The last year has been a relatively disappointing period for investors in Barclays(LSE: BARC). The company's share price has fallen by 3%, underperforming the FTSE 100 by over 5% in the process.
However, with it now seeming to offer an improving growth outlook and having what could be a wide margin of safety, is it worth buying for the long run alongside a smaller financial services sector peer?
Barclays has experienced a period of significant change in recent years. Under its current CEO it has changed its strategy, seeking to focus to a greater extent on its core operations. This has meant an exit from non-core operations such as Barclays Africa. Not only has this created a simpler and more focused business model, it may also have improved its risk/reward ratio. This could mean that the bank is better able to generate rising profitability in future years.
In fact, the company is forecast to deliver a rise in earnings of 15% in the next financial year. This puts it on a forward price-to-earnings (P/E) ratio of around 10, which suggests that it may be undervalued. Investors seem to have been relatively downbeat about the company's prospects due in part to the changes it has been making, as well as the regulatory risk that has surrounded its management team.
Now, though, Barclays appears to have a clear growth catalyst for the medium term. And with the prospects for the wider index and banking sector continuing to improve, it could be a sound value opportunity at the present time. Certainly, investor sentiment may be slow to improve, but with a low valuation and improving growth prospects, the risk/reward ratio on offer appears to be enticing.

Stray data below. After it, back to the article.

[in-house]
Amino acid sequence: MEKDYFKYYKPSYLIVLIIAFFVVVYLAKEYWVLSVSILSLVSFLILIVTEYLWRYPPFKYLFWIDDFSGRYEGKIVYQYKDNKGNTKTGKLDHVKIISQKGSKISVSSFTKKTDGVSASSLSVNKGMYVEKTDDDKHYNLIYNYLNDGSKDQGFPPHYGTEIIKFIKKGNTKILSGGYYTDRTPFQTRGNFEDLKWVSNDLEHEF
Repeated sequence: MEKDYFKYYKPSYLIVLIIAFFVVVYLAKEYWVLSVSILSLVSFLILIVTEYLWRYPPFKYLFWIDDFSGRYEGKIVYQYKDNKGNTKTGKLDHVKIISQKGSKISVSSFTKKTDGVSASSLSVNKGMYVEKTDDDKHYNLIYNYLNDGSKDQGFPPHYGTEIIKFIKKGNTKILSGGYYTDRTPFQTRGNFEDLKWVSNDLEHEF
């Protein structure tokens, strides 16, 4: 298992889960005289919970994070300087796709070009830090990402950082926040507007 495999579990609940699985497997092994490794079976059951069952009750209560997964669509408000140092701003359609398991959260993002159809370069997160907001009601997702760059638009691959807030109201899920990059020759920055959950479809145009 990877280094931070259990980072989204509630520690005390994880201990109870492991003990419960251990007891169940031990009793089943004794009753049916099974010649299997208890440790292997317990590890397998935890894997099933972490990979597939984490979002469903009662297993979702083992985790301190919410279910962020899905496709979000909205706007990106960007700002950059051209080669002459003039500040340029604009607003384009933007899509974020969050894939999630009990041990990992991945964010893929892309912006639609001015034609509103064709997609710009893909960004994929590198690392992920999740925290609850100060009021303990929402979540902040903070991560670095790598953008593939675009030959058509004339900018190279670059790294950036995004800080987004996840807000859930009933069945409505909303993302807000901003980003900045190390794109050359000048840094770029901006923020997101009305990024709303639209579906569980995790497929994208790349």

Of course, it's not the only financial services company that could offer growth at a reasonable price. Reporting on Monday was AFH Financial(LSE: AFHP), which gained over 8% following a generally positive update.
AFH Financial's performance in the first six months of the year was upbeat. Revenue increased by 63%, with underlying earnings per share rising 62%. Its focus on value for money and service to customers seems to be paying off, with funds under management increasing by 45%. Further acquisitions could be ahead, with the company reporting a strong balance sheet and regulatory dynamics in the industry which support further consolidation.
With AFH Financial expected to report a rise in earnings of 12% next year, it currently trades on a price-to-earnings growth (PEG) ratio of 1.4. This suggests that it may be undervalued at present and could deliver improving levels of capital growth.
Certainly, it's a relatively small and potentially risky stock. The outlook for the industry remains uncertain and this could lead to a volatile share price. But with a margin of safety on offer, its future performance looks set to be positive following its encouraging first half of the year.
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Peter Stephens owns shares of Barclays. The Motley Fool UK has recommended Barclays. Views expressed on the companies mentioned in this article are those of the writer and therefore may differ from the official recommendations we make in our subscription services such as Share Advisor, Hidden Winners and Pro. Here at The Motley Fool we believe that considering a diverse range of insights makes us better investors.